Recently, my mother-in-law sent me a booklet in the mail entitled “Mothers Are Like…” by Hank Smith, a professor of religion at Brigham Young University. I found his ideas completely inspiring and spot-on that I couldn’t help myself and had to share with my readers.
Mothers Are Like Elephants
I love this analogy! Hank Smith illustrates how mothers are like elephants, who are a matriarchal society. Unlike the male elephants, who leave when they reach adulthood, female elephants stay with their families their whole lives. As they age, the younger females look to the older ones for guidance and protection.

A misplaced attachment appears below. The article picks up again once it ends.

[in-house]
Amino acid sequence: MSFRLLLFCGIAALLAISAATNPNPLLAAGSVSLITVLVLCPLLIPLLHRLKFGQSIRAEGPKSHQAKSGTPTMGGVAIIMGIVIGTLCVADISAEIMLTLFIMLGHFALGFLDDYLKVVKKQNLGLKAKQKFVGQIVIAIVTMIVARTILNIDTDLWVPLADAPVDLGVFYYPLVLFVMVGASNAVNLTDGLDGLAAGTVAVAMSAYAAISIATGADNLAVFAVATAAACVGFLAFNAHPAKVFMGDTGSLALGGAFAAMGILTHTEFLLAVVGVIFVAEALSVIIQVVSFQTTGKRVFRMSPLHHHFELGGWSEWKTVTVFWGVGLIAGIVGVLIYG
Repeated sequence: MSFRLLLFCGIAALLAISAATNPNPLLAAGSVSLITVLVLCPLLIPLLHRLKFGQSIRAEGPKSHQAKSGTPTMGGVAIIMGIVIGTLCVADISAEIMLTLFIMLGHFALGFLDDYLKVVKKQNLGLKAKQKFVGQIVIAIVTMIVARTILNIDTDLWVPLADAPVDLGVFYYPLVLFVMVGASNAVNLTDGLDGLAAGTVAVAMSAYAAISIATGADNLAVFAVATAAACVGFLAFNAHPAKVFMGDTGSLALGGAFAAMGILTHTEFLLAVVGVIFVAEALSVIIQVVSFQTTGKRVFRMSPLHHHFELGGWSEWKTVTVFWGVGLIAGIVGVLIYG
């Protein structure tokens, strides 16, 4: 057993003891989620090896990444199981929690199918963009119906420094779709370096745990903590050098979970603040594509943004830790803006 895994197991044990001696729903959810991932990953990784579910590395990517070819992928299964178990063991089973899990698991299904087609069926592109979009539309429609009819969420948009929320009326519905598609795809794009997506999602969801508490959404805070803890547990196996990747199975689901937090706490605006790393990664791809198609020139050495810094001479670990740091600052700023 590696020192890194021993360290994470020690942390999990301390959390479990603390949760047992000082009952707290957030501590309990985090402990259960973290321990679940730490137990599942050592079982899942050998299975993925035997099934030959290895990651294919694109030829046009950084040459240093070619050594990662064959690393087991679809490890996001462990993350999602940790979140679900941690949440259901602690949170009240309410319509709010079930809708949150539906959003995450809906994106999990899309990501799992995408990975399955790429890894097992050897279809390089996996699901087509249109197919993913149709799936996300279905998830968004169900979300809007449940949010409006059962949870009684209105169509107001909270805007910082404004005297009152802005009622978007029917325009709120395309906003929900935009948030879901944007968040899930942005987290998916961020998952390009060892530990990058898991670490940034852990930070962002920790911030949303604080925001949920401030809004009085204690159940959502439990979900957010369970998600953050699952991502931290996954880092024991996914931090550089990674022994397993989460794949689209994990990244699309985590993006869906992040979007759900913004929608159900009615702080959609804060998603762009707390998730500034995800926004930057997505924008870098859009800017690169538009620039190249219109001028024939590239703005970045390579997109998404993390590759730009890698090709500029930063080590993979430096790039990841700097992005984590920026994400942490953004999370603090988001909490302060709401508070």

Like elephants, Smith said that many Native American tribes of the past valued the wisdom imparted by their older women. Native American “wise women” were vital to the tribe’s existence and often held positions of authority due to their intuition and divine direction.
These women sat on the highest councils and often gave the final word to go to war. Smith explained that these women had such power because they had given the sacrifice of giving birth and tribal leaders knew these women would not risk people’s lives unless it was critical to the tribe’s survival. One Native American prophecy states, “When the grandmother speaks, the earth will be healed.”